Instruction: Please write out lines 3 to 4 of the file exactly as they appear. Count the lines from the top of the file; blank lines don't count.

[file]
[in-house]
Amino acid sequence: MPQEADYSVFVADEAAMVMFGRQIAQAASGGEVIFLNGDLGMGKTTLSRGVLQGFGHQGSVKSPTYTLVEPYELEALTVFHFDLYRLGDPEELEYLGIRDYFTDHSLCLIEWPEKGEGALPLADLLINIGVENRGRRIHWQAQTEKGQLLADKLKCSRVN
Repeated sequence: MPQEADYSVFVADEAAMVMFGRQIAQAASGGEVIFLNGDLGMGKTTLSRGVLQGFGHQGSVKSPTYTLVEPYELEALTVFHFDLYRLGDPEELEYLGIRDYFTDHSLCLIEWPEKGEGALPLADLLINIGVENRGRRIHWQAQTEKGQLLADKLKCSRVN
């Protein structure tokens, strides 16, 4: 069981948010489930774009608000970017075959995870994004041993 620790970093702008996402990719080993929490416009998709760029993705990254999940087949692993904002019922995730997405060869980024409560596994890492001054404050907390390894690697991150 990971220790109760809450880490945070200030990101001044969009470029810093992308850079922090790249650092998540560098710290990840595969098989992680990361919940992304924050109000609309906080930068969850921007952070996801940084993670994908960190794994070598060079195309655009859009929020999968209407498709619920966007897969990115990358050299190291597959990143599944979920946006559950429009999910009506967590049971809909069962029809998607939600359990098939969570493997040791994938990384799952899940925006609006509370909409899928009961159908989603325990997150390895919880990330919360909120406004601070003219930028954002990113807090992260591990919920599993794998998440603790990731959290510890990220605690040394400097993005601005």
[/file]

Repeated sequence: MPQEADYSVFVADEAAMVMFGRQIAQAASGGEVIFLNGDLGMGKTTLSRGVLQGFGHQGSVKSPTYTLVEPYELEALTVFHFDLYRLGDPEELEYLGIRDYFTDHSLCLIEWPEKGEGALPLADLLINIGVENRGRRIHWQAQTEKGQLLADKLKCSRVN
């Protein structure tokens, strides 16, 4: 069981948010489930774009608000970017075959995870994004041993 620790970093702008996402990719080993929490416009998709760029993705990254999940087949692993904002019922995730997405060869980024409560596994890492001054404050907390390894690697991150 990971220790109760809450880490945070200030990101001044969009470029810093992308850079922090790249650092998540560098710290990840595969098989992680990361919940992304924050109000609309906080930068969850921007952070996801940084993670994908960190794994070598060079195309655009859009929020999968209407498709619920966007897969990115990358050299190291597959990143599944979920946006559950429009999910009506967590049971809909069962029809998607939600359990098939969570493997040791994938990384799952899940925006609006509370909409899928009961159908989603325990997150390895919880990330919360909120406004601070003219930028954002990113807090992260591990919920599993794998998440603790990731959290510890990220605690040394400097993005601005």